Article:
By that time, Phoebe had started having energy again and wanted to play. “It seemed every day, we were seeing more of the ‘old Phoebe’ coming back to us,” said the parents. “We felt reassured that we had made the right choice to endure all that we had with radiation because it seemed we would get more time with her ― not just time, but quality time.”
After radiation, Phoebe started a clinical trial at Cincinnati Children’s Hospital, where she received an oral chemotherapy drug that targets DIPG tumors. Since June, the Dooleys have been traveling back and forth to Cincinnati for monthly visits.
“We went into this realizing that it would not likely be a cure, but maybe it would slow growth down to allow us more time,” Sarah said. Being in Cincinnati comes with the added benefit of being closer to family, as all of their immediate relatives live in the Midwest.
Phoebe continued to improve each day, with her post-radiation scan showing significant tumor shrinkage and her July MRI indicating the tumor was “stable.” Over the past two weeks, however, she started showing small signs of change for the worse. An MRI on Sept. 22 confirmed slight tumor growth.
“Although she’s still very active, happy, and playful, the news was devastating,” Cole said. “We have felt like we are racing against a ‘ticking clock’, and now it feels even worse knowing the tumor has had some slight growth. We know the statistics are not good.”
The Dooleys plan to continue the chemotherapy drug trial as long as they can in hopes of delaying further tumor growth.
Today, Sarah and Cole are on a mission to fight Phoebe’s cancer and to raise funds and awareness. They started an organization called Face Kids’ Cancer to encourage people to donate.
They want Stacey’s photos of Phoebe to play a role in the cause. “We really hope though that people see these and it makes them want to do something, to change something, and commit to it,” said the parents. “We hope that Stacey’s photos make people aware of this problem and help get pediatric cancer the attention that so many other types of cancers now have.”
Each year, approximately 16,000 children in the U.S. are diagnosed with cancer, and an almost 2,000 of those kids die from the disease. It is the leading cause of death by disease for children past infancy. Yet only four percent of federal funding for cancer research is allocated specifically to pediatric cancer.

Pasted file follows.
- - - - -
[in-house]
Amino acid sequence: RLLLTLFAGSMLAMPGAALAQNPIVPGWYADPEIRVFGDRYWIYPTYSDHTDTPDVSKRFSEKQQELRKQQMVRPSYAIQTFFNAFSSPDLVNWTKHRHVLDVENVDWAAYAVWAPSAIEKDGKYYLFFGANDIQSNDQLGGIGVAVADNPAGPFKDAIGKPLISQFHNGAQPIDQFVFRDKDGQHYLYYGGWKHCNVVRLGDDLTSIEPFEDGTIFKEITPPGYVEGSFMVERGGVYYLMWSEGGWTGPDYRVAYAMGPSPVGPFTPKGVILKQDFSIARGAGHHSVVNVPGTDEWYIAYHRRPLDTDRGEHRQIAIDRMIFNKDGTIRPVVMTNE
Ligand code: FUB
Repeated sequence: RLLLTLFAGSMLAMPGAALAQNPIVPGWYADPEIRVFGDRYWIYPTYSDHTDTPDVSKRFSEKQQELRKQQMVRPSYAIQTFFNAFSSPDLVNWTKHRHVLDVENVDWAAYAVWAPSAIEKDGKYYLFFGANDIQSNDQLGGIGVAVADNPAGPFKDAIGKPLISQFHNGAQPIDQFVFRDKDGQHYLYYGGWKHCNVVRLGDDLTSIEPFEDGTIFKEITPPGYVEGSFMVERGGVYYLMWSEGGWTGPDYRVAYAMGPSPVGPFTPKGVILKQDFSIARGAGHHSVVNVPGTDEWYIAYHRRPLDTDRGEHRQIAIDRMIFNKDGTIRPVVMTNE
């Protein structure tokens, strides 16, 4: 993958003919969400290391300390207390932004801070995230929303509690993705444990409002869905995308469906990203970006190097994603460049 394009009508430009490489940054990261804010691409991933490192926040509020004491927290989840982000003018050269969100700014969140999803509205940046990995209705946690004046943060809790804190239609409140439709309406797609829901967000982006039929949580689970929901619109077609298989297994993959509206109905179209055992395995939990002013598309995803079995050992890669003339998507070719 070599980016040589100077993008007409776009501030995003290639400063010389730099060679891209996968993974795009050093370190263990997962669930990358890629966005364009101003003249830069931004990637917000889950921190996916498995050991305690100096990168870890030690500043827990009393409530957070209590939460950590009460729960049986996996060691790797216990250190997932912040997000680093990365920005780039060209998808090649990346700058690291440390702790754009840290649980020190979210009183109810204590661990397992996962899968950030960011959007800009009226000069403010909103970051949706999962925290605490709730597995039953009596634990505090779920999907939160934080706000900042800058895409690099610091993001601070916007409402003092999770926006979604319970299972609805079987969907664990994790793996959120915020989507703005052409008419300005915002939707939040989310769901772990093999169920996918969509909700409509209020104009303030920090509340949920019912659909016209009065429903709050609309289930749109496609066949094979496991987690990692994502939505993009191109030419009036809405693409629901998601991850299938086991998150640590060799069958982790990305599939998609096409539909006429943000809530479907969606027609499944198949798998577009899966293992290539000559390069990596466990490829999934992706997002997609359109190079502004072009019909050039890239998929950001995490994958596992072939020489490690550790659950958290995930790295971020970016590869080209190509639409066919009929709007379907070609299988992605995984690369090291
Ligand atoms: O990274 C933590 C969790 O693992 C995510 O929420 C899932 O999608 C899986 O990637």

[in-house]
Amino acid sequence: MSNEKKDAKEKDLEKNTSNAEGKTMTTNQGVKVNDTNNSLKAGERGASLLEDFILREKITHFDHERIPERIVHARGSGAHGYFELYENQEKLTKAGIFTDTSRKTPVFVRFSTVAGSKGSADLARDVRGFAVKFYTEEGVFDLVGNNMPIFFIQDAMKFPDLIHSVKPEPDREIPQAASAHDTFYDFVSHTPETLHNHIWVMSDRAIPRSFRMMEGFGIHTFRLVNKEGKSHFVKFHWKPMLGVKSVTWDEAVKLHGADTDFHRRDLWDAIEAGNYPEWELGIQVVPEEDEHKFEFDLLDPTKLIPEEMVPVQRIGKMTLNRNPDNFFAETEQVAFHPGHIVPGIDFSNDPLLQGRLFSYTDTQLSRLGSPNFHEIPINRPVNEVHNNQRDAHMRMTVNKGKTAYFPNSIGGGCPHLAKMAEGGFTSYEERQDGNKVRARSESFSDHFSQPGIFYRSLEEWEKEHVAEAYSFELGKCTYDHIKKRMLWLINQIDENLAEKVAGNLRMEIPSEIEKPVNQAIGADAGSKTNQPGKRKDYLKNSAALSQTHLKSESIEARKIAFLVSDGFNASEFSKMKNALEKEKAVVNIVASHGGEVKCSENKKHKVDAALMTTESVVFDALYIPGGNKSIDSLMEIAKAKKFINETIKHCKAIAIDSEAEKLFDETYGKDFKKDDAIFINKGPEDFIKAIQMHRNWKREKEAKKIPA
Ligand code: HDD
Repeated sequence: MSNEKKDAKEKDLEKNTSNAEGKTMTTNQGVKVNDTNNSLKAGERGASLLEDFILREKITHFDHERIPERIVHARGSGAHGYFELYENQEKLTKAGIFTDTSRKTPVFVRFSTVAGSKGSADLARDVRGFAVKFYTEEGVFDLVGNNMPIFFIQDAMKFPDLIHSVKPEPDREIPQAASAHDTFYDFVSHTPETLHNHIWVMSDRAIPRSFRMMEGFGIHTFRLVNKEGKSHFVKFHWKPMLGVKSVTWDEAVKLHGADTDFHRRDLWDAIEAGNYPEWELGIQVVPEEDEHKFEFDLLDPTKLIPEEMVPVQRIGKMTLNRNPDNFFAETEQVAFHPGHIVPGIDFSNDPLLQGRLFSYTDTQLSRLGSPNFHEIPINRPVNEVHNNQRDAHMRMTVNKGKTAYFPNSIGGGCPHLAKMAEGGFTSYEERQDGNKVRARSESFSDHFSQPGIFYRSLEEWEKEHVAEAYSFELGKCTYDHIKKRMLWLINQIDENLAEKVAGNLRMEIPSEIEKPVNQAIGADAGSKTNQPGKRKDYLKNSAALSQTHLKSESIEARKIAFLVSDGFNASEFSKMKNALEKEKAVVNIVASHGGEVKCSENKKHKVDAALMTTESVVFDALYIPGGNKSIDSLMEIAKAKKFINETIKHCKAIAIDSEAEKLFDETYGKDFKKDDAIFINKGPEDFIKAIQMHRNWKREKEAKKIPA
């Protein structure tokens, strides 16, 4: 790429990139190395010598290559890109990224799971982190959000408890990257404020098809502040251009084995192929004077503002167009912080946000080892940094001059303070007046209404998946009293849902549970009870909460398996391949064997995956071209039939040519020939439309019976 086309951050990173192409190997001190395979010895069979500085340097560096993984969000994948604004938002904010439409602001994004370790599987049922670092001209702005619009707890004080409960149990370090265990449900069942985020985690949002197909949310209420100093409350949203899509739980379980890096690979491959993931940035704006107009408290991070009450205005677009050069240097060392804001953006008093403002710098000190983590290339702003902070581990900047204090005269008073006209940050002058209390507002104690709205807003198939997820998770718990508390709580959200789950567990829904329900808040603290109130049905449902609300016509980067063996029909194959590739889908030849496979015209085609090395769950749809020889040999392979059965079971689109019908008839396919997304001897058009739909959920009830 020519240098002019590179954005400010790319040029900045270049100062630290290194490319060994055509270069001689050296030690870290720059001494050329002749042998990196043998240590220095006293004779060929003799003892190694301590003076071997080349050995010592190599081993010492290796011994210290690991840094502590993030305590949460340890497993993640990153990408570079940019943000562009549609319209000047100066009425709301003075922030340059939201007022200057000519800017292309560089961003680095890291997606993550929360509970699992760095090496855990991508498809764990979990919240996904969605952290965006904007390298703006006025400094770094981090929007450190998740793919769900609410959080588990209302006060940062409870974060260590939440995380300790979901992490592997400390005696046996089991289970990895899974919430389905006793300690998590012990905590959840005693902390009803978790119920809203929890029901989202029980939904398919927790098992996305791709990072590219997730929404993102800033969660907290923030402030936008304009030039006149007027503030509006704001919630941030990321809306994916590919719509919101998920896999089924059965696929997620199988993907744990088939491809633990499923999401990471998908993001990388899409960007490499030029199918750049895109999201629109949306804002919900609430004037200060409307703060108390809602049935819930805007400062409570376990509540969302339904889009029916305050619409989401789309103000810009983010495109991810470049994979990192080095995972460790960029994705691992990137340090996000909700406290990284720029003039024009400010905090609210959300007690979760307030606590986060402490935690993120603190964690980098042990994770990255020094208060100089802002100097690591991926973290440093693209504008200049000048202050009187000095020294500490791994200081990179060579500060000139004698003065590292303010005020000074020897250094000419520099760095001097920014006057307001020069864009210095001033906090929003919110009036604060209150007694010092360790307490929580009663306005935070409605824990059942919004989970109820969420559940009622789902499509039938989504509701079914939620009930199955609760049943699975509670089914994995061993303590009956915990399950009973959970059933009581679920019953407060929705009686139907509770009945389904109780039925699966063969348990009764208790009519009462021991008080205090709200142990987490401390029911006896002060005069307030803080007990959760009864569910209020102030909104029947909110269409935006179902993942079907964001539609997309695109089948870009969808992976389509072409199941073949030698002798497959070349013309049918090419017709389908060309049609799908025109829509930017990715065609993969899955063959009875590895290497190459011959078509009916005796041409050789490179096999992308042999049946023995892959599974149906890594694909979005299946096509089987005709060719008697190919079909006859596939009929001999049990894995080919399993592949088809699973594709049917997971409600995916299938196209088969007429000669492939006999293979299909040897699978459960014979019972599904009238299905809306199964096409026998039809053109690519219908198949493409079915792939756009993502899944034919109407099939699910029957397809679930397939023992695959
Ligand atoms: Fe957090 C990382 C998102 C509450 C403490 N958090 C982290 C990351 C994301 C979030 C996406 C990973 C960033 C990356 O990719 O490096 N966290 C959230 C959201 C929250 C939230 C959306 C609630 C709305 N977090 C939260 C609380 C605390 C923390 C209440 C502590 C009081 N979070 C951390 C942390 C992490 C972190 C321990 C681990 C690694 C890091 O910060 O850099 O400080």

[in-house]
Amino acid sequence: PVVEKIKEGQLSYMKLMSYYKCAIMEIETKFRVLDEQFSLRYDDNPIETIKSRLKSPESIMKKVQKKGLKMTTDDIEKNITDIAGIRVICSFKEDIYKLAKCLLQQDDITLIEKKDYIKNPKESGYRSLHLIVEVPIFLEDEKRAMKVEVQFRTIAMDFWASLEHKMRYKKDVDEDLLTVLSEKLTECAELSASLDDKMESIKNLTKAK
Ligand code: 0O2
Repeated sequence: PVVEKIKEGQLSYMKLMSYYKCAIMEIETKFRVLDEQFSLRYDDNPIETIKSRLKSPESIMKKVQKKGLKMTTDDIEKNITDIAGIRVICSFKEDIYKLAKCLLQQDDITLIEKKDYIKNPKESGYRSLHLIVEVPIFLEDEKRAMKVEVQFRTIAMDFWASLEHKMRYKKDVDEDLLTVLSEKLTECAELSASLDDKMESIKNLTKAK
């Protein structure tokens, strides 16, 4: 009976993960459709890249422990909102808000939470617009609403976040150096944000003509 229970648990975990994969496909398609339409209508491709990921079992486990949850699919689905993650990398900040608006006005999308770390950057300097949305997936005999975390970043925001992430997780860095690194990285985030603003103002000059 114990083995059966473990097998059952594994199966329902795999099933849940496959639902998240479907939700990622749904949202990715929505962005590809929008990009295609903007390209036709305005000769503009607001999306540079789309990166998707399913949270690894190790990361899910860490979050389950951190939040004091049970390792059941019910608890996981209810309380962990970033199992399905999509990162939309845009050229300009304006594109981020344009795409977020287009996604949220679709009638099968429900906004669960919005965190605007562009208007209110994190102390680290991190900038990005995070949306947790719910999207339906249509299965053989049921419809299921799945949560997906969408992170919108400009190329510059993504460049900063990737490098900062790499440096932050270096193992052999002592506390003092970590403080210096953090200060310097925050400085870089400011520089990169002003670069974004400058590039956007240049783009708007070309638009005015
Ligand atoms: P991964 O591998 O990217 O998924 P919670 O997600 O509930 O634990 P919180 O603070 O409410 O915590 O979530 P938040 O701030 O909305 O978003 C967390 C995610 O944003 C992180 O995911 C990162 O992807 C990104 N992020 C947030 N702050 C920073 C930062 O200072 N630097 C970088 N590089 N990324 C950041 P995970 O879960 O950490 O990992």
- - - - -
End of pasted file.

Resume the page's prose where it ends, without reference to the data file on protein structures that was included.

“Pediatric cancer is not something that people talk about,” Cole said. “As we said before, our family story is every family’s worst nightmare. People do not want to realize that children can die from disease. So these photos do something invaluable … they get people talking.”
The parents also emphasized that no one is immune to the possibility of this devastating diagnosis. “We have tried to do everything ‘right,’” Sarah said. “She only eats grass fed beef, organic food and loves fruits and vegetables. We avoided red dye, unhealthy carbohydrates, candy/juice and only give her whole grains. She is one of the healthiest eating children we have ever seen.”
Ultimately, the Dooleys said they do not want people to “just get sad” at the sight of Stacey’s photos. “A lot of people see these and are paralyzed,” Cole said. “I hope people will find a way to get involved, help a family that is struggling, donate to pediatric cancer research.”
In fact, they want people to “get really mad.” Cole said, “I hope that they see the brave little kids fight these diseases with fewer resources. Frankly, I hope people get mad as hell.”
Cole and Sarah also support Stacey’s mission to capture some of the beauty in the dark circumstances of cancer. The parents explained:
“We hope they see how strong little kids with illnesses are. We hope they see that little kids that are sick don’t let being sick define them. When a sick child is faced with the same circumstances that would make an adult sleep or stay in bed, the kid will keep playing. They are stronger than anyone thinks, and a lot of time they are much wiser than you would normally see in the same age child. We hope that people see Phoebe’s strength, her beauty, her grace despite all that is happening.”
For her part, Phoebe is still fighting and amazing everyone around her. “Our daughter is very tender-hearted,” said Sarah. “When she looks at you, she has a way of looking into your soul. She has a way of capturing the hearts of everyone she meets. She has a beautiful soul and has been a fighter since day one.”
Admiring their daughter’s strength, the parents added, “We picked the name Phoebe because it means ‘radiant light.’ It turned out that it fits perfectly.”